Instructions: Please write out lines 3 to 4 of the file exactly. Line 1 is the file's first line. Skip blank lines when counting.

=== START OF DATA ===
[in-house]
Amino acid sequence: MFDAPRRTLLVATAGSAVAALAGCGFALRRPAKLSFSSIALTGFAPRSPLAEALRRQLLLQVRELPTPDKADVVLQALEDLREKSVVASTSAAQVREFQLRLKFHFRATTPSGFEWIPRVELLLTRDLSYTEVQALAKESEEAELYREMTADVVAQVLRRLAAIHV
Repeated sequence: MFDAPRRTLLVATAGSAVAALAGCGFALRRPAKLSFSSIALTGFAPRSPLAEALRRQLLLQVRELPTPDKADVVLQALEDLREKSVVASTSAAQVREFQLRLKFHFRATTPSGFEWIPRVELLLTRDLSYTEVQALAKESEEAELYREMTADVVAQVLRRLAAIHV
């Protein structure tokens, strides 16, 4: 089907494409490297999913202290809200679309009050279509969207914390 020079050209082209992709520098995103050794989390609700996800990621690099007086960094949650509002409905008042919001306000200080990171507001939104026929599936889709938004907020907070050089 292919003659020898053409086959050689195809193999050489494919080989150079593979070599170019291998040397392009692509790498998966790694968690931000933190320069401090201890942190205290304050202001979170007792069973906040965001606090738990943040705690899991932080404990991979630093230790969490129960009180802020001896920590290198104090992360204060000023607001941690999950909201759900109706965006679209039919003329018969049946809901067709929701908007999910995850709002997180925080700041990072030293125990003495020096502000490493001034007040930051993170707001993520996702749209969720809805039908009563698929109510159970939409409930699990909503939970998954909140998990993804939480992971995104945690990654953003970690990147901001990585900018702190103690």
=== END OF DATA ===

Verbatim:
Repeated sequence: MFDAPRRTLLVATAGSAVAALAGCGFALRRPAKLSFSSIALTGFAPRSPLAEALRRQLLLQVRELPTPDKADVVLQALEDLREKSVVASTSAAQVREFQLRLKFHFRATTPSGFEWIPRVELLLTRDLSYTEVQALAKESEEAELYREMTADVVAQVLRRLAAIHV
């Protein structure tokens, strides 16, 4: 089907494409490297999913202290809200679309009050279509969207914390 020079050209082209992709520098995103050794989390609700996800990621690099007086960094949650509002409905008042919001306000200080990171507001939104026929599936889709938004907020907070050089 292919003659020898053409086959050689195809193999050489494919080989150079593979070599170019291998040397392009692509790498998966790694968690931000933190320069401090201890942190205290304050202001979170007792069973906040965001606090738990943040705690899991932080404990991979630093230790969490129960009180802020001896920590290198104090992360204060000023607001941690999950909201759900109706965006679209039919003329018969049946809901067709929701908007999910995850709002997180925080700041990072030293125990003495020096502000490493001034007040930051993170707001993520996702749209969720809805039908009563698929109510159970939409409930699990909503939970998954909140998990993804939480992971995104945690990654953003970690990147901001990585900018702190103690």